Female Coaches and the FCN Take Home Gold…
As the Olympic Games unfolded throughout the 2 weeks in Rio De Janeiro, stories of heroics, bravery and inspiration began to captivate us all. None more so than the stories of the female coaches involved, albeit in low numbers. Whilst this Olympic Games was certainly no record breaker for the total number of female coaches taking part, (official figures to be released in the next few weeks), there were certainly some record breaking tales of incredible success.
The narrative began with coach Mel Marshall, whose swimmer for Team GB Adam Peaty, won Gold in a World Record time in the 100m breast stroke at the Olympic Aquatic Centre. Soon to follow were the incredible achievements of 74 year old Anna Botha who coached Wayde Van Niekerk, the South African 400m sprinter to a World Record time and Silvia Nied, Head Coach to the German women’s football team who won the tournament and took home the Gold Medal.
Stories of female coaching achievements were a plenty, with the likes of Jane Figueiredo (coach to Tom Daley, Team GB Diver winning Bronze), Alyson Annan (coach to Team Netherlands Women’s Hockey winning silver), Aimee Boorman (coach to Team USA’s Simone Biles who won 4 gymnastic golds) and Vickie Croley (coach to Team Canada’s decathlete Damian Warner winning bronze) to name but a few.
With the increase of success came an increase of interest in the women behind these athletes. Internet searches for names such as Pia Sundhage (Head Coach to Sweden Women’s Football Team), Mel Marshall and Jane Figueiredo went up over 500% (according to Google Trends) and phrases such as ‘female coach’, ‘female coaching’ and ‘female olympic coach’ also increased over 500%.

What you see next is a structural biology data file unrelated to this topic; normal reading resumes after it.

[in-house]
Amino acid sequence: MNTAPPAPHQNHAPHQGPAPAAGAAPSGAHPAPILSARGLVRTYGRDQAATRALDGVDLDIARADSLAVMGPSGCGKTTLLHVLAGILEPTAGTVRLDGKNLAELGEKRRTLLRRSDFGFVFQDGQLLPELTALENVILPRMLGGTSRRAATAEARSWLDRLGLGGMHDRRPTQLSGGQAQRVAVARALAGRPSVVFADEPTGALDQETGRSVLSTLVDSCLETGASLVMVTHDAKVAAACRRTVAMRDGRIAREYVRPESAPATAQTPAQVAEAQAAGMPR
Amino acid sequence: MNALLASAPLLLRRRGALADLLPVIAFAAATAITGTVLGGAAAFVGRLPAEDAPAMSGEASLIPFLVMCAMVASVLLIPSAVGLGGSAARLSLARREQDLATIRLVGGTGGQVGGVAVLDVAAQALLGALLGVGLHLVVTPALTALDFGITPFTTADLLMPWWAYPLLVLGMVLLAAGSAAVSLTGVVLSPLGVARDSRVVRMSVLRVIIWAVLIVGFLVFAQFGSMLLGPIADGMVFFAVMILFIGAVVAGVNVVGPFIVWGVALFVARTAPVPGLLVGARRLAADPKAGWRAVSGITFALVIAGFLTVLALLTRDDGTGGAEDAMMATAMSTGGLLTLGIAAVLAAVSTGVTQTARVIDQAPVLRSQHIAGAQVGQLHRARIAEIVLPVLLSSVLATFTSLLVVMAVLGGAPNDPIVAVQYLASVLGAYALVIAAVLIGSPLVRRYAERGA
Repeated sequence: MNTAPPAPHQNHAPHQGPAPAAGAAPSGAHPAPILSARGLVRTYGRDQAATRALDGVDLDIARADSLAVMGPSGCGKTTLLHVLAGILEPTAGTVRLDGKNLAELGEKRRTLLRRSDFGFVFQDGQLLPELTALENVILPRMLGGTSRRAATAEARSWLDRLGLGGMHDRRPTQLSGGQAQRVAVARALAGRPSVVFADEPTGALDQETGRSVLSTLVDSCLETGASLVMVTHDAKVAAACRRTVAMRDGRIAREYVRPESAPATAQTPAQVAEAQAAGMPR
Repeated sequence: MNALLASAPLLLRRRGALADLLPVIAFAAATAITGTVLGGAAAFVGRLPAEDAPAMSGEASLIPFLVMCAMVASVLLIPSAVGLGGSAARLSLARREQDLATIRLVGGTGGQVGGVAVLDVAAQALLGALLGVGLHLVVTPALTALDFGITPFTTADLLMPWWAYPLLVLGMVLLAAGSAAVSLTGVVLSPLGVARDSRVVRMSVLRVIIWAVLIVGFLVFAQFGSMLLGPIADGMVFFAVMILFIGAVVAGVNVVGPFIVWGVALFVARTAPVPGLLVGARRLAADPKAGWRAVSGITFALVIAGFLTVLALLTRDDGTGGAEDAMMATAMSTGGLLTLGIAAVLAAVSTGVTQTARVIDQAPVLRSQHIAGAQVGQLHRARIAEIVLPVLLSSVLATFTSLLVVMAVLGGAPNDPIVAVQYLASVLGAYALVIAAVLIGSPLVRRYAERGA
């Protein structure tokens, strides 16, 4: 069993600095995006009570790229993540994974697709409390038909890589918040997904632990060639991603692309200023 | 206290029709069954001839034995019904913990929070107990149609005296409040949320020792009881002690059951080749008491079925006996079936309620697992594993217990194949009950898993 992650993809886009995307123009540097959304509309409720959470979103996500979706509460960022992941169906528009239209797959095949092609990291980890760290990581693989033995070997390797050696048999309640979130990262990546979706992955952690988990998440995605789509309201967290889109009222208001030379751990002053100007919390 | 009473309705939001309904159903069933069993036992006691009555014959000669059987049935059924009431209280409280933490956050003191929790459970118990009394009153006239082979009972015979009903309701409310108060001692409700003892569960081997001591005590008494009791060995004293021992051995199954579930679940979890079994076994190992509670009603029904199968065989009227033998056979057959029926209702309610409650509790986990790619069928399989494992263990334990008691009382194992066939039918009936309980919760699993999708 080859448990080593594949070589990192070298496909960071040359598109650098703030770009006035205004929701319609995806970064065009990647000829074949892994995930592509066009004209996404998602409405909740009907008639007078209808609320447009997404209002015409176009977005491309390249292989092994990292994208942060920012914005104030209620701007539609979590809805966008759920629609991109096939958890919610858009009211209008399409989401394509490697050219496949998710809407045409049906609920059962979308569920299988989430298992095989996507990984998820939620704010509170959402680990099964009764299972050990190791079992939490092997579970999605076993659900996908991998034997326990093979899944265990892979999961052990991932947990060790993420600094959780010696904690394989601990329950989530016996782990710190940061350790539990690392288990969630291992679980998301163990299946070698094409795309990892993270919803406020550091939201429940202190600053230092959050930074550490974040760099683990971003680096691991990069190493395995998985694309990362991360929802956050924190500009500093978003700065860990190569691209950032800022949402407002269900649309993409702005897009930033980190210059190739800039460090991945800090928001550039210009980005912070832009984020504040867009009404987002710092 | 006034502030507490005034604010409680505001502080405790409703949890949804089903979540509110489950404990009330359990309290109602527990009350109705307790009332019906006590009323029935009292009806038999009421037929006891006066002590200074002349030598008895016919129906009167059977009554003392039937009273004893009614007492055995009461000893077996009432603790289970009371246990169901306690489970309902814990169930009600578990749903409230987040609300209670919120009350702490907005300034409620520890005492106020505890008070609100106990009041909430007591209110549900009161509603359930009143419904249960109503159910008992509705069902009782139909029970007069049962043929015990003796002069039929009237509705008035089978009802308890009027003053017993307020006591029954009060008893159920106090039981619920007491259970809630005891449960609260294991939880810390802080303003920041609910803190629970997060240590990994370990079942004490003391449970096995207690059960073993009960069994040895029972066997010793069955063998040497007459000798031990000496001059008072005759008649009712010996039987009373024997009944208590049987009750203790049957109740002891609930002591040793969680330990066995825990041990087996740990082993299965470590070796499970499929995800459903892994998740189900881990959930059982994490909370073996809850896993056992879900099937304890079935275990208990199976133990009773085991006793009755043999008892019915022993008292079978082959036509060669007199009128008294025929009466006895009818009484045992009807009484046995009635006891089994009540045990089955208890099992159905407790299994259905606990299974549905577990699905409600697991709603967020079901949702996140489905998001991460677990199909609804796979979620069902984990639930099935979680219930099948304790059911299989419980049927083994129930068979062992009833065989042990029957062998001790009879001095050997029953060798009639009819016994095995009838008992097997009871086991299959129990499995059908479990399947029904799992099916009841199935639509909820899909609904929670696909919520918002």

At the heart of these searches, ensuring these women were given their due credit, the Female Coaching Network served as a source of inspiration and a way to connect with these women through social media and the FCN website.
In the lead up to the Games, the FCN and its voluntary media team around the World, conducted exclusive interviews with coaches such as Carla Nicholls (Lead of Olympic High Performance Development for Canada’s Athletics Team), Vera Pauw (Head Coach to South Africa Women’s Football Team), Liz McColgan-Nuttall (coach to GB athlete Eilish McColgan) and Paula Garcia Pizarro (Head Synchronised Swimming Coach to Team Colombia), to name but a few. The interest in these women and their journeys to Olympic success increased the FCN website hits over 1,000% from February 2016 – August 2016.
During the Games, the FCN appeared in German, British, American and Australian media providing quotes and stats on the latest stories of female coaching success, whilst producing its own blogs, reports and articles. This content increased the website hits just over 900%.
However, the biggest impact the FCN had during the Games was on its social media platforms. Facebook and Twitter accounts become the ‘go to’ places for audiences to connect with and congratulate those women creating history.
Using the average stats from the last 12 months, the FCN Facebook page ‘reach’ increased an astonishing 13,000% over the two weeks of the Olympic Games as the numbers soared over 1 million. It’s engagements increased a further staggering 16,000% (we promise we haven’t made this up!) with page ‘likes’ increasing by 224%.
The FCN twitter account also experienced a huge increase. Over the 2 weeks of the Games, interactions rose by 1,500%, impressions went over the 1 million mark and followers increased by 1,700%.
“It was incredible to see the number of people (male and female) who took an interest in the stories of these female coaches and who took to social media to congratulate them on their achievements. I am proud that we have created a platform for people to connect with these women and be inspired by their stories. I hope this will start to influence other women to take up coaching and realise what they can achieve.
We made it our goal to ensure the World knew who these women were and I am happy to say that in many cases, we did just that.”
Vicky Huyton – FCN Founder
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